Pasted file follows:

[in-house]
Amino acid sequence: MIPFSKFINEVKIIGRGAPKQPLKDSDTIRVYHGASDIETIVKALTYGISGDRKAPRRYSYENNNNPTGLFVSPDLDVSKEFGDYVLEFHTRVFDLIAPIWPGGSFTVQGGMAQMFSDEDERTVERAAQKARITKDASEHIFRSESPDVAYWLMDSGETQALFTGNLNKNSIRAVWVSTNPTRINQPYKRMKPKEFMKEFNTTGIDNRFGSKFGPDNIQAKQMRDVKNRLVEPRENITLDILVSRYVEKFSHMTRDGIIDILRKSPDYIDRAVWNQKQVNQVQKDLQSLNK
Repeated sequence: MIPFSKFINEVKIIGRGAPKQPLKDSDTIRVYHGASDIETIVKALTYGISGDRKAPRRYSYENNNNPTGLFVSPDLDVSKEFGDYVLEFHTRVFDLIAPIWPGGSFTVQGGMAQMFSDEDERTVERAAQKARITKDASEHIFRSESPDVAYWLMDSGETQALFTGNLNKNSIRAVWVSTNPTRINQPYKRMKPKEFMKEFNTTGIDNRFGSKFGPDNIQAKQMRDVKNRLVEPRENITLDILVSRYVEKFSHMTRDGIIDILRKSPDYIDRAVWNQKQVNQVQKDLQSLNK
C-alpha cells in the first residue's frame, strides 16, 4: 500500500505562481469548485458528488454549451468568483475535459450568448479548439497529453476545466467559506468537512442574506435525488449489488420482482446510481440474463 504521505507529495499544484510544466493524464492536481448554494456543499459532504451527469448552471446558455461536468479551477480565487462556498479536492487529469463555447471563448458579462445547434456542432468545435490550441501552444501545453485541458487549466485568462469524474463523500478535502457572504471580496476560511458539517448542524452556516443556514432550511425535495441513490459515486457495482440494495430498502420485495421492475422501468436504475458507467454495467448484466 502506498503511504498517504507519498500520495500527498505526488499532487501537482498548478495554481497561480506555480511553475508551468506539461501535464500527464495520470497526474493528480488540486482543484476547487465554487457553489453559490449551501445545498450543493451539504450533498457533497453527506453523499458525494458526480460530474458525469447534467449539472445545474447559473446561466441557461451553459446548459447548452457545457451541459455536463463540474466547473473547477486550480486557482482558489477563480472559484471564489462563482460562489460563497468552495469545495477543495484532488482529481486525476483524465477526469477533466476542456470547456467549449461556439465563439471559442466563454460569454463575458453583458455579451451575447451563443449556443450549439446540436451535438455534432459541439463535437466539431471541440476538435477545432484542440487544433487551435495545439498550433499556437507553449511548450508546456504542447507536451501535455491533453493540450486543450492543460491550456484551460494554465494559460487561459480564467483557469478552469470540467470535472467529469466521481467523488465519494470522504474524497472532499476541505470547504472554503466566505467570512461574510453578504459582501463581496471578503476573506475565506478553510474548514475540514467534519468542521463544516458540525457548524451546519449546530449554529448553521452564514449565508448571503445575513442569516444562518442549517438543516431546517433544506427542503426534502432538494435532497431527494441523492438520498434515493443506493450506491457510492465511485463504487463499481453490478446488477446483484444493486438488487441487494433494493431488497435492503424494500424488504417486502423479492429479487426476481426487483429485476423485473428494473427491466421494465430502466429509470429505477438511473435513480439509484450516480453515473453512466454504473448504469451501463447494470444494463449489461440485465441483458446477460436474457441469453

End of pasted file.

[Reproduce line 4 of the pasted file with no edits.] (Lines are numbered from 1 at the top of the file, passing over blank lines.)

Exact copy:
C-alpha cells in the first residue's frame, strides 16, 4: 500500500505562481469548485458528488454549451468568483475535459450568448479548439497529453476545466467559506468537512442574506435525488449489488420482482446510481440474463 504521505507529495499544484510544466493524464492536481448554494456543499459532504451527469448552471446558455461536468479551477480565487462556498479536492487529469463555447471563448458579462445547434456542432468545435490550441501552444501545453485541458487549466485568462469524474463523500478535502457572504471580496476560511458539517448542524452556516443556514432550511425535495441513490459515486457495482440494495430498502420485495421492475422501468436504475458507467454495467448484466 502506498503511504498517504507519498500520495500527498505526488499532487501537482498548478495554481497561480506555480511553475508551468506539461501535464500527464495520470497526474493528480488540486482543484476547487465554487457553489453559490449551501445545498450543493451539504450533498457533497453527506453523499458525494458526480460530474458525469447534467449539472445545474447559473446561466441557461451553459446548459447548452457545457451541459455536463463540474466547473473547477486550480486557482482558489477563480472559484471564489462563482460562489460563497468552495469545495477543495484532488482529481486525476483524465477526469477533466476542456470547456467549449461556439465563439471559442466563454460569454463575458453583458455579451451575447451563443449556443450549439446540436451535438455534432459541439463535437466539431471541440476538435477545432484542440487544433487551435495545439498550433499556437507553449511548450508546456504542447507536451501535455491533453493540450486543450492543460491550456484551460494554465494559460487561459480564467483557469478552469470540467470535472467529469466521481467523488465519494470522504474524497472532499476541505470547504472554503466566505467570512461574510453578504459582501463581496471578503476573506475565506478553510474548514475540514467534519468542521463544516458540525457548524451546519449546530449554529448553521452564514449565508448571503445575513442569516444562518442549517438543516431546517433544506427542503426534502432538494435532497431527494441523492438520498434515493443506493450506491457510492465511485463504487463499481453490478446488477446483484444493486438488487441487494433494493431488497435492503424494500424488504417486502423479492429479487426476481426487483429485476423485473428494473427491466421494465430502466429509470429505477438511473435513480439509484450516480453515473453512466454504473448504469451501463447494470444494463449489461440485465441483458446477460436474457441469453